Five Under-Appreciated 80’s Albums
For #MusicFriday, I thought I’d share 5 of my favorite, and somewhat underrated and under-appreciated albums from the 1980’s. I was very much a “new wave” kid and was lucky enough to have made a good friend (Paul Tribble) in 7th grade who had access to the funds to purchase music and help expand my musical tastes beyond what was available through the radio.
Two quick stories to help convey Paul’s influence on my music tastes: First, I remember one trip to the music store in Alamo, California in the summer of 1984 on the back of Paul’s scooter based on the rumor that the band that would become his all-time favorite, New Order, had released another EP from the album Power, Corruption, and Lies. The import 12″ vinyl was in a nondescript sleeve with minimalist artwork but without the name of the band, amidst a stack of UK imports, and the store owner would not let Paul open it to verify that it was indeed New Order. Paul made the purchase on gut feeling (“It just seems like the kind of cover they would produce”), and was thrilled to find that it was, in fact, the EP he had been waiting for. Second, I was a huge fan of Tones on Tail for about a year when in late 1983 Paul and I caught wind that they would be playing a small club in San Francisco on a limited tour of the US. There was zero chance that I would attend, but Paul somehow made it over to the city and inside the venue…and I believe got into major trouble with his parents (I think he got in trouble for being out late, but had no idea he had ventured all the way into the city and into an 18+ club). But that was Paul. And until he passed away a few years ago, he and I regularly connected and discussed new and old music favorites, and complained about how much crap music continues to get pumped onto the airwaves.
Now, before I start on this list, understand that this is NOT a top album list, or even my all-time favorite albums. I currently own hundreds of vinyl records and thousands of CD (which my wife really wants me to get rid of) and have music playing pretty much all day, every day. These are just 5 albums that played a significant role in the shaping of my music personality, and would love for more people to give them a listen.
Ok, here’s my list of 5 under-appreciated 80’s albums that had maximum impact on me, in random order:
Power, Corruption & Lies
[New Order]. There’s a reason why I shared that story with Paul. I like their predecessor, Joy Division, but I absolutely love New Order. I’m also a fan of the various spin-off projects, especially those with bassist Peter Hook, such as Revenge and Monaco, and Bernard Sumner‘s Electronic (with Johnny Marr). What sets Power, Corruption and Lies apart is that it was a departure from the post-punk or Joy Division and their first album, Movement, which included songs and sounds from their former band. PC&L is stark, atmospheric, and beautiful in its simplistic synthesizer stylings. The cassette version included two of my favorite New Order songs — the epic “Blue Monday” which became one of the most memorable new wave hits of the 80’s, and club instrumental favorite “The Beach” that was included in the double-CD collection Substance. Their 3rd studio album, Low-Life, was more successful and is an excellent album, and the following Brotherhood is where they really broke into the mainstream, but for me, PC&L set the tone for the next several albums and was where the band truly shaped their sound. Listen on Spotify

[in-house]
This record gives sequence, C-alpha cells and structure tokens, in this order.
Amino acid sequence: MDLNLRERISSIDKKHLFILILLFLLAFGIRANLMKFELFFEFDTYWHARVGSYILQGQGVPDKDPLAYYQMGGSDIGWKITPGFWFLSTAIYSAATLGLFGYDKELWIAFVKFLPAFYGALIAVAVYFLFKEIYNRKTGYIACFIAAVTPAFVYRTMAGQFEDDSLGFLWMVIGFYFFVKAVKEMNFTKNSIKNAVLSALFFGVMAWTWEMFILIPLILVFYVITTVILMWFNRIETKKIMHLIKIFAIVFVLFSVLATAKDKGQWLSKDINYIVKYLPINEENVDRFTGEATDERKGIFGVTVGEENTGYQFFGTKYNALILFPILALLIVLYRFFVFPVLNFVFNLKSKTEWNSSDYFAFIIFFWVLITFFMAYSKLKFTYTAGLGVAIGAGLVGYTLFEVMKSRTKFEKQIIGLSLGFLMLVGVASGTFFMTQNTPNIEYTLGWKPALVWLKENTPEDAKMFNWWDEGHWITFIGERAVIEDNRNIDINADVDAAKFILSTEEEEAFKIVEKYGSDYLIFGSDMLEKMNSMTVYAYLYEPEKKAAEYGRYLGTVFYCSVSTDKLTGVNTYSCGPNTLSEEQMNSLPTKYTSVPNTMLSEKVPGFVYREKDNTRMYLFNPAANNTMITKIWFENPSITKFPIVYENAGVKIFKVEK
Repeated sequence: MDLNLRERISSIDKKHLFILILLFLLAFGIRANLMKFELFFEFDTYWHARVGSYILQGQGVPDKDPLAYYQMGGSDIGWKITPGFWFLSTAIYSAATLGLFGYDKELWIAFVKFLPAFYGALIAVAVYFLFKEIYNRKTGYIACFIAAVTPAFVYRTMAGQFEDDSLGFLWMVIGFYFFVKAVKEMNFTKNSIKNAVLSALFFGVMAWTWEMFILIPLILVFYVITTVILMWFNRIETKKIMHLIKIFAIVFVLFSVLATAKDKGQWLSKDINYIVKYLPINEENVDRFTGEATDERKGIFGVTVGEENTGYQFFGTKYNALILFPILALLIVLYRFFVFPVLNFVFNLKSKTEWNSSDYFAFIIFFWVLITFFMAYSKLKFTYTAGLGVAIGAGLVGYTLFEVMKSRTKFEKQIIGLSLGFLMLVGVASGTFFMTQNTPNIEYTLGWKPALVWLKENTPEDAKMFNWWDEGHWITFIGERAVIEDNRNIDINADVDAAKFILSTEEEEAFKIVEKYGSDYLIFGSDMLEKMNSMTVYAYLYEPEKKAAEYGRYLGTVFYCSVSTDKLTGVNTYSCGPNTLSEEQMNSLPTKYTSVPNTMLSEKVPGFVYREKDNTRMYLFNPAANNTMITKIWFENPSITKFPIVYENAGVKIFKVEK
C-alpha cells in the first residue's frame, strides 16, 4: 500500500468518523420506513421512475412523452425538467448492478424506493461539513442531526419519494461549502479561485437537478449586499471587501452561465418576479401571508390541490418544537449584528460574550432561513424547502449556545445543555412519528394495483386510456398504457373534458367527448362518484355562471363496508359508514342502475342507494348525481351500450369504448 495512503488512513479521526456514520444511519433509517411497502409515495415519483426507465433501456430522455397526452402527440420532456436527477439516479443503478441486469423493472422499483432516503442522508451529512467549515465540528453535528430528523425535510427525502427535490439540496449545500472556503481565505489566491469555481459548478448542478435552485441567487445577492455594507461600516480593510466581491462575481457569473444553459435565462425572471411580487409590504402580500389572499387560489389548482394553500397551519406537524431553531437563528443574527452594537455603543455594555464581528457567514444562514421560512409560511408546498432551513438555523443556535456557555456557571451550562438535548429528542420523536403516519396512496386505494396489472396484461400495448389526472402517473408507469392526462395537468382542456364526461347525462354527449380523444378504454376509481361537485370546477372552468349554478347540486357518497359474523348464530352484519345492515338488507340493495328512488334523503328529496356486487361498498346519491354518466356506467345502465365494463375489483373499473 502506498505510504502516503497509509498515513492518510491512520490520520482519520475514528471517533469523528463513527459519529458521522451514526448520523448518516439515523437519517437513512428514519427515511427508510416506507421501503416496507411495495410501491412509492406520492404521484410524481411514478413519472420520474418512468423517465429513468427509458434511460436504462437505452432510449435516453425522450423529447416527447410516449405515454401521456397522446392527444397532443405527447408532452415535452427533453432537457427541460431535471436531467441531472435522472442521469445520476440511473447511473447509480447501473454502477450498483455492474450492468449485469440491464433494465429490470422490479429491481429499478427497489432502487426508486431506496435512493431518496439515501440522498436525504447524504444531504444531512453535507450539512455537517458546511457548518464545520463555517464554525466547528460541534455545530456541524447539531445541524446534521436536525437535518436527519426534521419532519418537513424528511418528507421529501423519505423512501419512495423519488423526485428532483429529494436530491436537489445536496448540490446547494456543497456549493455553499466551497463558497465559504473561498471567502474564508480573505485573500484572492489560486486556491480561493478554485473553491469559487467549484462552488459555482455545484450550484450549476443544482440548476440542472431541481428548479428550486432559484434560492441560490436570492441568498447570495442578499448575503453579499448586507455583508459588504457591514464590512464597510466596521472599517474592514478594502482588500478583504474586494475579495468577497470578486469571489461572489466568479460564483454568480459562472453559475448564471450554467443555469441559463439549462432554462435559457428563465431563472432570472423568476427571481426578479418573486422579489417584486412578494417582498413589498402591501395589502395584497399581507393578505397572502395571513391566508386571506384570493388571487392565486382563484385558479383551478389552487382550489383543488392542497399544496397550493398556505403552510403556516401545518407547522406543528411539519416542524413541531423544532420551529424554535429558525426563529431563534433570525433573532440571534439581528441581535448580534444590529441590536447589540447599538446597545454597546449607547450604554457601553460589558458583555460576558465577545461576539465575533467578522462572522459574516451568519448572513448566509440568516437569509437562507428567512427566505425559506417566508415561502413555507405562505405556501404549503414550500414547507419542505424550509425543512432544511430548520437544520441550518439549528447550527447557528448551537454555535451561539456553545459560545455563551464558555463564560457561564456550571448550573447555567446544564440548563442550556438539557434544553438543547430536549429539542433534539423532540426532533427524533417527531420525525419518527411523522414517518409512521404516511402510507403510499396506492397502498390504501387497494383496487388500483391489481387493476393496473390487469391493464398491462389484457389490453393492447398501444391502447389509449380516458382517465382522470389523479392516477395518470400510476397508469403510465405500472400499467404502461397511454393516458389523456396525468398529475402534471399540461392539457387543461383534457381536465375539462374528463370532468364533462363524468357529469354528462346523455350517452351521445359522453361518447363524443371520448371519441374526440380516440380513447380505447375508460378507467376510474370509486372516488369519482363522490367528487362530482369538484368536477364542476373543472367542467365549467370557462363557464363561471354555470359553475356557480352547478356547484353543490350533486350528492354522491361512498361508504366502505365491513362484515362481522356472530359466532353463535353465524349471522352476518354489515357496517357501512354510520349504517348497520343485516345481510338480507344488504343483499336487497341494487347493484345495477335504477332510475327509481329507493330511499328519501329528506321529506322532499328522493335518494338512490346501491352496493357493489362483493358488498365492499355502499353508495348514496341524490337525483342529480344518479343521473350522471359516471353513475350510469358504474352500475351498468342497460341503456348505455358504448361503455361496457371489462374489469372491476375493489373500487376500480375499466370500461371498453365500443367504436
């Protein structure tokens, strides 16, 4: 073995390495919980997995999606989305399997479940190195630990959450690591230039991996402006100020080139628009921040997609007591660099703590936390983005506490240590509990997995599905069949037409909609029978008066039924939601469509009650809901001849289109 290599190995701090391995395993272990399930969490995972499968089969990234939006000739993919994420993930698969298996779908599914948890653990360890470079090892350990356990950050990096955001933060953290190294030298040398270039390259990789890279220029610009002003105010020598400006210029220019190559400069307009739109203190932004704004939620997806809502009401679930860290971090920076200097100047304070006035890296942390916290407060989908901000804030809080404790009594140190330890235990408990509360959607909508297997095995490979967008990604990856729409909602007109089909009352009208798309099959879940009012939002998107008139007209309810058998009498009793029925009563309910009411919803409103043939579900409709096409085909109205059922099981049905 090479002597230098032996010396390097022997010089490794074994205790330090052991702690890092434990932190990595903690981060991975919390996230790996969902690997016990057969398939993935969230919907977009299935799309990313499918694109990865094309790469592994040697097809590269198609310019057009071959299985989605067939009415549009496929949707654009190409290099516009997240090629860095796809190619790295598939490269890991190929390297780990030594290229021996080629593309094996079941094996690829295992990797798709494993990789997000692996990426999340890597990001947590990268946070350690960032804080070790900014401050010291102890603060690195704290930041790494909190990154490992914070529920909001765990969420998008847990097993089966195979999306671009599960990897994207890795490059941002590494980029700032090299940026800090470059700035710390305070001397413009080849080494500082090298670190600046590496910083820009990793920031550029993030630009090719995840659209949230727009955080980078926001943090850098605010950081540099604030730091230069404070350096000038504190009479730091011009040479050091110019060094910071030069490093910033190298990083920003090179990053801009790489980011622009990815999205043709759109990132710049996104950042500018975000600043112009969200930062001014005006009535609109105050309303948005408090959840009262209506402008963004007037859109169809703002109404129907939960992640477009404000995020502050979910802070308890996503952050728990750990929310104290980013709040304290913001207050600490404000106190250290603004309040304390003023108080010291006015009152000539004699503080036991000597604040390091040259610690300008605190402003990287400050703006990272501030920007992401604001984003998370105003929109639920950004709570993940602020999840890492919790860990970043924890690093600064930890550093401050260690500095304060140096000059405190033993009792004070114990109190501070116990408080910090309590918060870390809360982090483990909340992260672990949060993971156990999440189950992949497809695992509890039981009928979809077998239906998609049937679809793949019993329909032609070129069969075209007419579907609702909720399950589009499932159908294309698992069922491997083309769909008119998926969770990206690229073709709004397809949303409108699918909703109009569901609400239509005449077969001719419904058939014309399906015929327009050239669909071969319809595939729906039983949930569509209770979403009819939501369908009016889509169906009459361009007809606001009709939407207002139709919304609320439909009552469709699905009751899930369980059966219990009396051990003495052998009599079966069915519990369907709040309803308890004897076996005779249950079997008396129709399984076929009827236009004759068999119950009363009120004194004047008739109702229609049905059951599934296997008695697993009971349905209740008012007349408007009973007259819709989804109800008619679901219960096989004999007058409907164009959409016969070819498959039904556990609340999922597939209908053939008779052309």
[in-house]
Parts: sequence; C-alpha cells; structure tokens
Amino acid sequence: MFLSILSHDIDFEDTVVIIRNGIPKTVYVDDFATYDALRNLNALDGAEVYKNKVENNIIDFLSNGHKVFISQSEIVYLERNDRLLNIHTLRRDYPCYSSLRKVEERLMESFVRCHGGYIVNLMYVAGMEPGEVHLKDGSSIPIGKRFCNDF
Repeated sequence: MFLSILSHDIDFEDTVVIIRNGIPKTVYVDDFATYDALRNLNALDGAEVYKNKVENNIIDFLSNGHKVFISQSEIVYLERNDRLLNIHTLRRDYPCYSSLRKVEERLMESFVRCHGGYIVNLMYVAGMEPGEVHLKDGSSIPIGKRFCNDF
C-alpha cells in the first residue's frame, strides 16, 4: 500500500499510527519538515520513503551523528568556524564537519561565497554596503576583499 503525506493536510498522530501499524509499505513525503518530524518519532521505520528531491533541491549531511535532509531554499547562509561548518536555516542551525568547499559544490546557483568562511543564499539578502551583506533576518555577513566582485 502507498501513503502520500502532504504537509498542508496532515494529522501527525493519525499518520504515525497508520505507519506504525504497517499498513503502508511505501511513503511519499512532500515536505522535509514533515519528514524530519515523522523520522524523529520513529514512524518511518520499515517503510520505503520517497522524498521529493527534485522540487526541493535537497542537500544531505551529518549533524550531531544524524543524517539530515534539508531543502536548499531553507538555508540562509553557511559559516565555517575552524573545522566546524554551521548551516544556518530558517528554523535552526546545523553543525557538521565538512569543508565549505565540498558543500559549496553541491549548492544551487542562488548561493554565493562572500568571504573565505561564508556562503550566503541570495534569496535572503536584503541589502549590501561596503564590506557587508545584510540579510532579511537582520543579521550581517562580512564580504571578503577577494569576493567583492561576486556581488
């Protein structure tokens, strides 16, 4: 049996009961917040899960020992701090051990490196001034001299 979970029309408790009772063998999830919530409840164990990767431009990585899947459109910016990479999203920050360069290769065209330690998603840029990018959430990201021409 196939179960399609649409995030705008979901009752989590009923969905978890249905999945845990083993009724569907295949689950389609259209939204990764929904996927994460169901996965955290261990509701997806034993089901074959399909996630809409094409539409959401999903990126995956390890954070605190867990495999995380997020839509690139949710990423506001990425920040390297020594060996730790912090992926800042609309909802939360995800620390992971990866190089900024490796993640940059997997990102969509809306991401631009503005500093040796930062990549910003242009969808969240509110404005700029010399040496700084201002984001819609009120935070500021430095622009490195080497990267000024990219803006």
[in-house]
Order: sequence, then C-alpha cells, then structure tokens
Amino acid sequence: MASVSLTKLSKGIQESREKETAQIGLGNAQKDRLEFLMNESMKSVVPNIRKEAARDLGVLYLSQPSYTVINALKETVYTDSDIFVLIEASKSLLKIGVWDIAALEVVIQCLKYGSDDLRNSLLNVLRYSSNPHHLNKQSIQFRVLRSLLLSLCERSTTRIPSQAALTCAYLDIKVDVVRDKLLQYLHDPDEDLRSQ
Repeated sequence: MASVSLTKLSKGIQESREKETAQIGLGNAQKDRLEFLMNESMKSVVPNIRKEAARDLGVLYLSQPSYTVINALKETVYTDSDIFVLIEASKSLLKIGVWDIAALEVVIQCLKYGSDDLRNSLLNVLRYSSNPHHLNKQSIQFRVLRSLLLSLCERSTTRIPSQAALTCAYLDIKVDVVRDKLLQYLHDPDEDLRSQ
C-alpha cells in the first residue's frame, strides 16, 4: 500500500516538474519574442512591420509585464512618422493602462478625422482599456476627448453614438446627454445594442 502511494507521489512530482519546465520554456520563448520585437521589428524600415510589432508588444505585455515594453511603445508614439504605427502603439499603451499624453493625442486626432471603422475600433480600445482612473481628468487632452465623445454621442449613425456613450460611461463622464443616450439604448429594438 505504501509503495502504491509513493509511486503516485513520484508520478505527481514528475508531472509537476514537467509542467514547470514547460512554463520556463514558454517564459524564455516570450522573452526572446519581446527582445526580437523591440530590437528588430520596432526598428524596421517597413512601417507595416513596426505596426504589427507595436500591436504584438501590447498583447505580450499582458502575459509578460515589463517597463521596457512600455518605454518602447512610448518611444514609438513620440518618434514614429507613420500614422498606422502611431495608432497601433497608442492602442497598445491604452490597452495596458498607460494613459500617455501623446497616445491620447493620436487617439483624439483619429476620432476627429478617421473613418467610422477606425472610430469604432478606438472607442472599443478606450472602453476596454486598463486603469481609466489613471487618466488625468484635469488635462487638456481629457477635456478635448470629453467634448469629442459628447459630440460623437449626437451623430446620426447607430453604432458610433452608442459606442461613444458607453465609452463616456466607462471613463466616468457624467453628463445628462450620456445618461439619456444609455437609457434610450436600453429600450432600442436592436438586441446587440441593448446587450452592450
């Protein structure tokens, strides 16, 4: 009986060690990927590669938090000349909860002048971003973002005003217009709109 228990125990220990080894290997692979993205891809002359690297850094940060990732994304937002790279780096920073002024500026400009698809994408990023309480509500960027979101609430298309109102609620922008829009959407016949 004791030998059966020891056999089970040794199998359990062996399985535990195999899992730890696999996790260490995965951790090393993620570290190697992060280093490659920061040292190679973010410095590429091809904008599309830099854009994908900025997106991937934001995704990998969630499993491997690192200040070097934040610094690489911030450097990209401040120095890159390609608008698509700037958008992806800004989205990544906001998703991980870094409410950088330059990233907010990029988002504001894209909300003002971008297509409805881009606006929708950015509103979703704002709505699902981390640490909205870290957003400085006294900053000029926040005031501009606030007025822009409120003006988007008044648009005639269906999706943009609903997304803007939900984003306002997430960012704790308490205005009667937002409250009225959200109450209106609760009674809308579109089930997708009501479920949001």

So Red The Rose
[Arcadia]. At the height of Duran Duran‘s success toward the end of 1984 — they took a break. Guitarist Andy Taylor and bassist John Taylor joined forces with Robert Palmer and ex-Chic drummer Tony Thompson to form The Power Station, which found massive success with singles “Some Like It Hot” and “Get It One (Bang a Gong).” In the meantime, remaining Duran Duran members Simon Le Bon, Roger Taylor, and Nick Rhodes formed Arcadia and released their one studio album, So Red The Rose in early 1985. While finding some commercial success with the album (#23 in the US, #30 in the UK) and their first single “Election Day” (#6 US, #7 UK), subsequent singles did not perform as well. However, this is one of my all-time favorite albums, and the videos are incredibly beautiful and imaginative (and cost the studio a ton of money). IMO, So Red The Rose was Nick’s masterpiece as it clearly embodied his layered synthesizer sound. I love that Simon Le Bon called it “the most pretentious album ever made.” That said, if you’re a fan of Duran Duran from the Seven and the Ragged Tiger era, you’ll love this album.
Spirit of Eden